Families say Charlotte moving company raised prices and held property hostage – WSOC TV

CHARLOTTE – Anyone who’s ever moved knows the stress it entails, but families across the country are reporting nightmarish experiences with a Charlotte moving company.

From skyrocketing prices to goods taken hostage, it’s a situation that Channel 9’s Allison Latos has been investigating for months.

The Fly Movers website boasts rave reviews. The photo of their truck clearly states that it is a Better Business Bureau accredited company. It’s not just fake, the BBB calls it trademark infringement.

“One of the worst corporate work experiences of my life,” said Erik Dreff of New Jersey.

“I had to find an additional $ 8,000,” said Cathie Campbell of Pennsylvania.

These families are just a few who describe moving horror stories and blame Fly Movers.

“This move was the hardest thing I have ever done in my life,” said Tatomya Wimbish of Washington state. “One of the worst – the worst experiences – that I have had with a business owner.”

“Everything they tell you is an absolute lie”

“They are just crooks,” said Chad Reynolds of Texas. “It’s a complete scam. Everything on their website, everything they tell you is an absolute lie.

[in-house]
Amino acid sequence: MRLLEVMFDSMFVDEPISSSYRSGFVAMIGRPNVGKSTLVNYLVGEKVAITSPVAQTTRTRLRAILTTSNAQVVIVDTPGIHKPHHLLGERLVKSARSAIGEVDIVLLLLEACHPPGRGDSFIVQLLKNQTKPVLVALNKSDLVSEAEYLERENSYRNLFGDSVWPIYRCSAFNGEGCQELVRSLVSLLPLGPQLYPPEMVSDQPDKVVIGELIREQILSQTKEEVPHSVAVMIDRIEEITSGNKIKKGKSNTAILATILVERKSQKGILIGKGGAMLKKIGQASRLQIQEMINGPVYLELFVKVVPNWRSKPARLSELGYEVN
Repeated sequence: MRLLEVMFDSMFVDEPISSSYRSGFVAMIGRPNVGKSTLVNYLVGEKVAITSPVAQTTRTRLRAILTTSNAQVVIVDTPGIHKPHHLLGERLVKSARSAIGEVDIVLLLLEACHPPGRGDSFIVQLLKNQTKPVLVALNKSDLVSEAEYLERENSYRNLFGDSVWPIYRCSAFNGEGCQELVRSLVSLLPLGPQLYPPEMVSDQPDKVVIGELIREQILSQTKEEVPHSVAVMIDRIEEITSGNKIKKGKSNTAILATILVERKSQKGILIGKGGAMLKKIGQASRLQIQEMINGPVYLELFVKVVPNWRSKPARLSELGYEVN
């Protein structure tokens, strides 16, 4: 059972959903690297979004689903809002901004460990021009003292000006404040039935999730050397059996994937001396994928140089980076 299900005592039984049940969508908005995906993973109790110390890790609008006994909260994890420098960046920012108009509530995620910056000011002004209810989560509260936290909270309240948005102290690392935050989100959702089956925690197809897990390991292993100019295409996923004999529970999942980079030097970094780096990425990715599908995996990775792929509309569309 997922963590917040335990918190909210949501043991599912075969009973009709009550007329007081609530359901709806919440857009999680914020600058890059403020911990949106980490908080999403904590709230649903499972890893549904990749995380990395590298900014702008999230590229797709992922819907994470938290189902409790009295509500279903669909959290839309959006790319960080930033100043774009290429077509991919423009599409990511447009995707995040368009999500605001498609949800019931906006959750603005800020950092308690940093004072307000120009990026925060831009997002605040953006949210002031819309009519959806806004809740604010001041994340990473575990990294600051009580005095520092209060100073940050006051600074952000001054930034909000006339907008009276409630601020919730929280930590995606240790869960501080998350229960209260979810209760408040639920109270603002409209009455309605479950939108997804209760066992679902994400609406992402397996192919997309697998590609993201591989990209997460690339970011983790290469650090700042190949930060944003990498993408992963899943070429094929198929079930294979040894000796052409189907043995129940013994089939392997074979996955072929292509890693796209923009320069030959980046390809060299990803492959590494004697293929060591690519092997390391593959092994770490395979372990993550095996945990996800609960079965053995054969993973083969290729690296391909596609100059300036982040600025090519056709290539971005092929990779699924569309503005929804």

“They damaged a lot of our new floors, walls. Our television was completely destroyed, ”Dreff said.

“They said, ‘If you don’t pay, we won’t deliver your furniture,’” Campbell said. “‘We leave it on the truck, turn around, go back to Charlotte, put it in a warehouse somewhere and we have no idea when you’ll get it.'”

Each of those customers said Fly Movers showed up later than they announced. Then after their stuff was loaded, customers were hit with shock with stickers, in some cases said the price had doubled.

Dreff moved from North Carolina to New Jersey in February and said Fly Movers suddenly said they needed a second truck, costing him thousands of dollars more.

“The initial quote was less than $ 6,000. In the end, we owed them over $ 9 (one thousand dollars), ”Dreff said.

According to Dreff, Fly Movers told him that if he didn’t pay, they would leave his things in North Carolina.

“His ashes were in this truck”

Wimbish said she paid the company $ 6,400 which was the original quote and then an additional $ 6,500 to collect her belongings when Fly Movers said she needed a second truck as well.

“I considered not paying on principle,” she said. “But the photos of my children from birth were in there. My mother-in-law who lived with us lost her husband. His ashes were in this truck.

These families say a local business has moved

“They have an F rating with the BBB, the worst rating we can give a business,” said Tom Bartholomy of the Better Business Bureau.

Bartholomy said that in the past year, the BBB has received more than 30 complaints against Fly Movers, but the company has ignored the office’s request for responses.

So, Latos went to the company’s office in West Charlotte to ask herself. She said a man who said his name was Alex came out of the office.